Wet month has new Steamboat hotel wading through drainage issues | SteamboatToday.com

Wet month has new Steamboat hotel wading through drainage issues

Water from a nearby drainage ditch flooded the parking lot of the Homewood Suites earlier this month, but did not reach the actual building. City Engineer Ben Beall said the structure was built 2 1/2 feet above the flood plain, and that the water that flooded the parking lot was not from the nearby Walton Creek, but a drainage ditch that runs along U.S. 40.
John F. Russell

STEAMBOAT SPRINGS — It’s been a wet spring in the Yampa Valley, and maybe a little too wet for David Bradshaw the general manager of the new Homewood Suites east of town.

“We were spared inside the hotel, but certainly did flood our parking lot,” Bradshaw said. “Certainly as far as the parking lot, and surrounding area we had some challenges.”

Earlier this month water from a nearby drainage ditch filled the parking lot in front of the hotel with several inches of water, forcing guest to park on Stone Lane and in an adjacent lot between Homewood Suites and the Fairfield Inn and Suites. Homewood Suites contracted with a private company to transport guests from the parking areas to the front door.

“We tried to alleviate most of that inconvenience for our guest Most were pretty understanding and they loved the facility and they loved the hotel, and think it is s great place,” Bradshaw said. “But with those challenges there were going to be some disappointed guests here and there. We controlled what we were able to control.”

Bradshaw said the hotel was impacted for about a week, and there was only one day when the waters didn’t recede from the parking lot. He said normally the waters would come up over night, and then recede in the morning.

“I’ve been around for a long time,” Bradshaw said. “I’ve seen it at the Super 8 Hotel and the Holiday Inn. We are all kind of in this little flood plain, and I think those hotels have done a great job with their civil engineers working through different things and challenges, and they solved their issues.”

Bradshaw said the hotel is planning to work with civil engineers this summer to address the drainage issues and come up with some solutions.

“Based on that evaluation, there should have been enough flow capacity within Walton Creek to not cause that flooding,” said Ben Beall, City Engineer for the City of Steamboat Springs. “But there are a lot of different factors at play related to drainage and those seem to have played out when the parking lot was flooding.”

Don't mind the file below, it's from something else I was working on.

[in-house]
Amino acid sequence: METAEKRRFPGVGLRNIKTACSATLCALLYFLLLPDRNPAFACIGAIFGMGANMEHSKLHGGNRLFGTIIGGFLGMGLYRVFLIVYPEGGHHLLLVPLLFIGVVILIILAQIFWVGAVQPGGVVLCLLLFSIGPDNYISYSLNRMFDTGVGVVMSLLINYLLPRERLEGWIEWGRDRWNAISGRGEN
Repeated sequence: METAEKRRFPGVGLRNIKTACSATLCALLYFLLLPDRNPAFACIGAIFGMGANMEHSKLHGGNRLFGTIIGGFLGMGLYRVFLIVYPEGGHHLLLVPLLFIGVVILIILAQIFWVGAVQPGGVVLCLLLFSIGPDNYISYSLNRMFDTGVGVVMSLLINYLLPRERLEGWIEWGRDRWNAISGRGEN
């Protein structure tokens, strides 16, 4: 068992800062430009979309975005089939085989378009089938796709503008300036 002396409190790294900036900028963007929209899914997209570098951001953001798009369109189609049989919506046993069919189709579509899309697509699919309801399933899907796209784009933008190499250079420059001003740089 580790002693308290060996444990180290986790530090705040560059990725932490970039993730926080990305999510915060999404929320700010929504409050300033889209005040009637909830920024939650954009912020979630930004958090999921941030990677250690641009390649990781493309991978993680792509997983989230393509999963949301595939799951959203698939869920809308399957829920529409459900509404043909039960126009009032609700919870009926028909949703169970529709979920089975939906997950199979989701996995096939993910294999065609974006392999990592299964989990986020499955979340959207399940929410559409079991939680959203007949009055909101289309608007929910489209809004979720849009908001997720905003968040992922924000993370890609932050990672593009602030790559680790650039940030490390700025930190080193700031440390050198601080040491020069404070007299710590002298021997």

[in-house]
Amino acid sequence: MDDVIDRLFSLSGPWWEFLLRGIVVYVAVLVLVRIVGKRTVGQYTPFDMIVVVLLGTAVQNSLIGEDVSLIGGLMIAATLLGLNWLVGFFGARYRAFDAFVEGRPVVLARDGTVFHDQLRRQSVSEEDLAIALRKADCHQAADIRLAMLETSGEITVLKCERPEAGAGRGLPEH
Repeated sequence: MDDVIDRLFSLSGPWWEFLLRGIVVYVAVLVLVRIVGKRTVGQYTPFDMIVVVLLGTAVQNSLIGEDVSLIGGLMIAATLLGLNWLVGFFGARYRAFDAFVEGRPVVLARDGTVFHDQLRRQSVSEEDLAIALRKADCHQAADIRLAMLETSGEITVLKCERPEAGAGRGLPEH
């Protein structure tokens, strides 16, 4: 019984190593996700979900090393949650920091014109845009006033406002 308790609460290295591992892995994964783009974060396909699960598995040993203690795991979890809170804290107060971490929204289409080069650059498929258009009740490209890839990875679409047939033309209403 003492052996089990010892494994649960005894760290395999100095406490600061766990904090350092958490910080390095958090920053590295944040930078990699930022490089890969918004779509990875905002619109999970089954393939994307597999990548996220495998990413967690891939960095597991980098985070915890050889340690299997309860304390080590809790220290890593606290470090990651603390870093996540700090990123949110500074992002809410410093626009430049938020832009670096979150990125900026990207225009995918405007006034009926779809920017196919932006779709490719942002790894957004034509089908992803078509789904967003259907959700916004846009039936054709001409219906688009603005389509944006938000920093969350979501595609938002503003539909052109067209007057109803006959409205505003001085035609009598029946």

Beall said that the development team for the hotel did an extensive hydrology evaluation and that the structure is 2 1/2 feet above the flood plain elevations. He added that the flooding in the parking lot did not come directly from the water surface elevation of Walton Creek, but instead from a drainage ditch that comes off of Walton Creek upstream, and then flows along U.S. Highway 40.

“It goes where it goes,” Beall said of the drainage. “I don’t know if the development team would have found that problem until after it occurred. It might be an old irrigation ditch, or an old flow path that the creek takes and diverts from the existing creek at a different location than adjacent to the hotel.”

These are issues the property will be looking into.

“That is something the property owner may want to explore, and evaluate in the future, because there may be options they may be able to explore to alleviate future flooding,” Beall said. “That would be something that owner would need to do to protect his own property.”

Beall said the city of Steamboat Springs allows building in flood plain areas, but developers must to submit a flood plain development permit. That permit requires an evaluation be done for that structure to be elevated a certain amount above what is the flood plain elevation. That process was completed for this development, and Beall said the new structure meets all the requirements.

He said that the developers may need to come back to the city for additional permitting or work with the Army Corps of Engineers to get wetland permitting to address the parking lot issues. He said there are processes that the property owner can go through in order to protect his own property.

“We don’t want another repeat,” Bradshaw said. “I think in a standard year, we are good. But when you have the snowfall that we had this past winter, and we had a wet spring, you know it’s probably expecting the worst and you are going to get it. We want to be prepared the next time we have a year like this, and this doesn’t reoccur ever again.”

To reach John F. Russell, call 970-871-4209, email jrussell@SteamboatPilot.com or follow him on Twitter @Framp1966.


Start a dialogue, stay on topic and be civil.
If you don't follow the rules, your comment may be deleted.